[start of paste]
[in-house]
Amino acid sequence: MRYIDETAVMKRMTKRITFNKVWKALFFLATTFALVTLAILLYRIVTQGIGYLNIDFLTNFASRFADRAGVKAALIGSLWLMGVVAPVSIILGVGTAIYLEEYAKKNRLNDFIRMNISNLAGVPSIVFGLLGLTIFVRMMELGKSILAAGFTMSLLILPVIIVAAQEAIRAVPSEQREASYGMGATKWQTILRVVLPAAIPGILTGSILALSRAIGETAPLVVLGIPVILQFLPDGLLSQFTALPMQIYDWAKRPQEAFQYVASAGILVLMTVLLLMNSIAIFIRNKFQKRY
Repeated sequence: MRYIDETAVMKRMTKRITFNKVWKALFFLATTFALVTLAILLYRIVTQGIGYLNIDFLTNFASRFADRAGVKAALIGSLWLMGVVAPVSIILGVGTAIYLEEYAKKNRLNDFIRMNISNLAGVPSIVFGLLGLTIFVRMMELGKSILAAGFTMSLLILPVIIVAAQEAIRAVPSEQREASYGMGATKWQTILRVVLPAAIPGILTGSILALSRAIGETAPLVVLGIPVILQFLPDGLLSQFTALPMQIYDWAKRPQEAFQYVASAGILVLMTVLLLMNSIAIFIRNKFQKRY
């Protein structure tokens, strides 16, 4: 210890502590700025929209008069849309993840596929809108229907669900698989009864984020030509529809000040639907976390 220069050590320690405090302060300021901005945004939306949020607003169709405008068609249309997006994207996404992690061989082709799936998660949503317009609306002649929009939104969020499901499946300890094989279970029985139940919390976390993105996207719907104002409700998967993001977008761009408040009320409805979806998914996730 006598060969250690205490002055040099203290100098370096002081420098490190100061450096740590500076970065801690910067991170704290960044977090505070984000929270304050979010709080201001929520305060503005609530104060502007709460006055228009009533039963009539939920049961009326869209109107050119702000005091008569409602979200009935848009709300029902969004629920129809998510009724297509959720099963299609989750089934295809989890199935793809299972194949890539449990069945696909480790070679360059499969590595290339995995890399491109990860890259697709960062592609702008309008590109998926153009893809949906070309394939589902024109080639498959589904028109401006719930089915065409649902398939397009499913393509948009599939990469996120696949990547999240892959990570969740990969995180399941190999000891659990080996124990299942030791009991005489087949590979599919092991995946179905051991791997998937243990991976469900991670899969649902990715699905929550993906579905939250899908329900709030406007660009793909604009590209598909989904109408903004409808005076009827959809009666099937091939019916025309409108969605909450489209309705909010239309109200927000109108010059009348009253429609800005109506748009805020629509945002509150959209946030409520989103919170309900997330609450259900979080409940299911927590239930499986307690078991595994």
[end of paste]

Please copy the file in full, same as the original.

[in-house]
Amino acid sequence: MRYIDETAVMKRMTKRITFNKVWKALFFLATTFALVTLAILLYRIVTQGIGYLNIDFLTNFASRFADRAGVKAALIGSLWLMGVVAPVSIILGVGTAIYLEEYAKKNRLNDFIRMNISNLAGVPSIVFGLLGLTIFVRMMELGKSILAAGFTMSLLILPVIIVAAQEAIRAVPSEQREASYGMGATKWQTILRVVLPAAIPGILTGSILALSRAIGETAPLVVLGIPVILQFLPDGLLSQFTALPMQIYDWAKRPQEAFQYVASAGILVLMTVLLLMNSIAIFIRNKFQKRY
Repeated sequence: MRYIDETAVMKRMTKRITFNKVWKALFFLATTFALVTLAILLYRIVTQGIGYLNIDFLTNFASRFADRAGVKAALIGSLWLMGVVAPVSIILGVGTAIYLEEYAKKNRLNDFIRMNISNLAGVPSIVFGLLGLTIFVRMMELGKSILAAGFTMSLLILPVIIVAAQEAIRAVPSEQREASYGMGATKWQTILRVVLPAAIPGILTGSILALSRAIGETAPLVVLGIPVILQFLPDGLLSQFTALPMQIYDWAKRPQEAFQYVASAGILVLMTVLLLMNSIAIFIRNKFQKRY
């Protein structure tokens, strides 16, 4: 210890502590700025929209008069849309993840596929809108229907669900698989009864984020030509529809000040639907976390 220069050590320690405090302060300021901005945004939306949020607003169709405008068609249309997006994207996404992690061989082709799936998660949503317009609306002649929009939104969020499901499946300890094989279970029985139940919390976390993105996207719907104002409700998967993001977008761009408040009320409805979806998914996730 006598060969250690205490002055040099203290100098370096002081420098490190100061450096740590500076970065801690910067991170704290960044977090505070984000929270304050979010709080201001929520305060503005609530104060502007709460006055228009009533039963009539939920049961009326869209109107050119702000005091008569409602979200009935848009709300029902969004629920129809998510009724297509959720099963299609989750089934295809989890199935793809299972194949890539449990069945696909480790070679360059499969590595290339995995890399491109990860890259697709960062592609702008309008590109998926153009893809949906070309394939589902024109080639498959589904028109401006719930089915065409649902398939397009499913393509948009599939990469996120696949990547999240892959990570969740990969995180399941190999000891659990080996124990299942030791009991005489087949590979599919092991995946179905051991791997998937243990991976469900991670899969649902990715699905929550993906579905939250899908329900709030406007660009793909604009590209598909989904109408903004409808005076009827959809009666099937091939019916025309409108969605909450489209309705909010239309109200927000109108010059009348009253429609800005109506748009805020629509945002509150959209946030409520989103919170309900997330609450259900979080409940299911927590239930499986307690078991595994």